The damage tolerance of dental restorative materials was analyzed.
Grinding with diamond burs to simulate adjustments was applied.
The initial materials strength of all tested materials decreased significantly.
The novel interpenetrating and polymer containing composites ENAMIC and PICN exhibit a high damage tolerance upon typical clinical bur grinding procedures.
To analyze the damage tolerance of indirect restorative materials after grinding with diamond burs to simulate adjustments by clinicians and technicians.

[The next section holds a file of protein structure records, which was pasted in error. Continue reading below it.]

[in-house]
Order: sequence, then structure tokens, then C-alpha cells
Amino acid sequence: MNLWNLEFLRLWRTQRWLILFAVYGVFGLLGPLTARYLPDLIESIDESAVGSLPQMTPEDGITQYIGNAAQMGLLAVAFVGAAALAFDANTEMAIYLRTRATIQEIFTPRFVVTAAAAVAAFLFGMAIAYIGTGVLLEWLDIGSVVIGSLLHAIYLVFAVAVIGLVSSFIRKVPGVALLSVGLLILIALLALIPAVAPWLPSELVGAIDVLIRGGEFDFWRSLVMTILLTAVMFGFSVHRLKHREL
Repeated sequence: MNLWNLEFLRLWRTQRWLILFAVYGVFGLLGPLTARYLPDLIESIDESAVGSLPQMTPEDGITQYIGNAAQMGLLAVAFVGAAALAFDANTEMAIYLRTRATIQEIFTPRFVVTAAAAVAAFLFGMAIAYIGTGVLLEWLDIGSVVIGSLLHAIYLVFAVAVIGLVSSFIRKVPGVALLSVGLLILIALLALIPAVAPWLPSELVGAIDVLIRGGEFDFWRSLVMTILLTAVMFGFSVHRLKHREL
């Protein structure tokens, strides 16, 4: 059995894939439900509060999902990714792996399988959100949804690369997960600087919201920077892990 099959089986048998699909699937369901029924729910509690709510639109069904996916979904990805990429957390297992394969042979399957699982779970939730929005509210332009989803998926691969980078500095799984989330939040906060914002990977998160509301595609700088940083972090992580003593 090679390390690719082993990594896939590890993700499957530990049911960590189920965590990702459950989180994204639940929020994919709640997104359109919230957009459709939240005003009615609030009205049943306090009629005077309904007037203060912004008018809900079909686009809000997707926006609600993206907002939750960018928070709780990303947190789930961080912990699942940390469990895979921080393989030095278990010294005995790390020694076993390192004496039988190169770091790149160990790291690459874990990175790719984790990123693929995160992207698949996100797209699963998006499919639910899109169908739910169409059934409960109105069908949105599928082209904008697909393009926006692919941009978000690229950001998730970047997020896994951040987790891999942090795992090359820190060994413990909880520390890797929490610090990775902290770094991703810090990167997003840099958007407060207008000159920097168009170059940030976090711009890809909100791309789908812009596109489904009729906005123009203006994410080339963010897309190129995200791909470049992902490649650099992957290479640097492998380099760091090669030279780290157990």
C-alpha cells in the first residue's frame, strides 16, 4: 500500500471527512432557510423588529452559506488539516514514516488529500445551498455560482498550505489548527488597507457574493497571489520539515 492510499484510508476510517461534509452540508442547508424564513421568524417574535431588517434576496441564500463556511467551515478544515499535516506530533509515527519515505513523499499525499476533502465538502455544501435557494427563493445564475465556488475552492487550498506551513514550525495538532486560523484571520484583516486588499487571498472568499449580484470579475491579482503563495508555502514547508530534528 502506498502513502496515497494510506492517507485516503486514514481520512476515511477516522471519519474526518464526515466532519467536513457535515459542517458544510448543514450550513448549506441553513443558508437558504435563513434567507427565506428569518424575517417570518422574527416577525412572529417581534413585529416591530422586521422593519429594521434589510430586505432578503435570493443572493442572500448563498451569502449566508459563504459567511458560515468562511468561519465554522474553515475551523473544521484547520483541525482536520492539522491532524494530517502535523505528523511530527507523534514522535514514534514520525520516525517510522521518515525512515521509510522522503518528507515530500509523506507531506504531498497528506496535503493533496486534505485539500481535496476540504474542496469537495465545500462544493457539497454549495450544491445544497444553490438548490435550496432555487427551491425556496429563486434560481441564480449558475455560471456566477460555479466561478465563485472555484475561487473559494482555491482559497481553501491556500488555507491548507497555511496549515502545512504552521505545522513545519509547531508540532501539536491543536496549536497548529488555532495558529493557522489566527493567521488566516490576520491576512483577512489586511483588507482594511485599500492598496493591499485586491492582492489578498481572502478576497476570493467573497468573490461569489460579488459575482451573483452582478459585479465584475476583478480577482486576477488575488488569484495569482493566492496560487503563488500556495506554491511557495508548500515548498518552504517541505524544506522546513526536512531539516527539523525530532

Seven commercially available restorative materials (Mark II, ENAMIC, In-Ceram Alumina, VM 9, In-Ceram YZ, IPS e.max CAD) and an experimental one (PICN) were analyzed. Forty bending bars per material were fabricated according to manufacturer’s instructions and lapped with 15 μm diamond suspension. The initial flexural strength was determined in three-point-bending on 10 specimens. Additionally the elastic modulus and Poisson’s ratio were determined by the resonant frequency method. The remaining bending bars were divided into six groups ( n = 5) and subjected to standardized grinding with three different diamond grit burs (coarse, 151 μm; medium, 107 μm and extra fine 25 μm) and two grinding directions (transversal and longitudinal). The ground specimens were subsequently loaded to fracture and analyzed by SEM.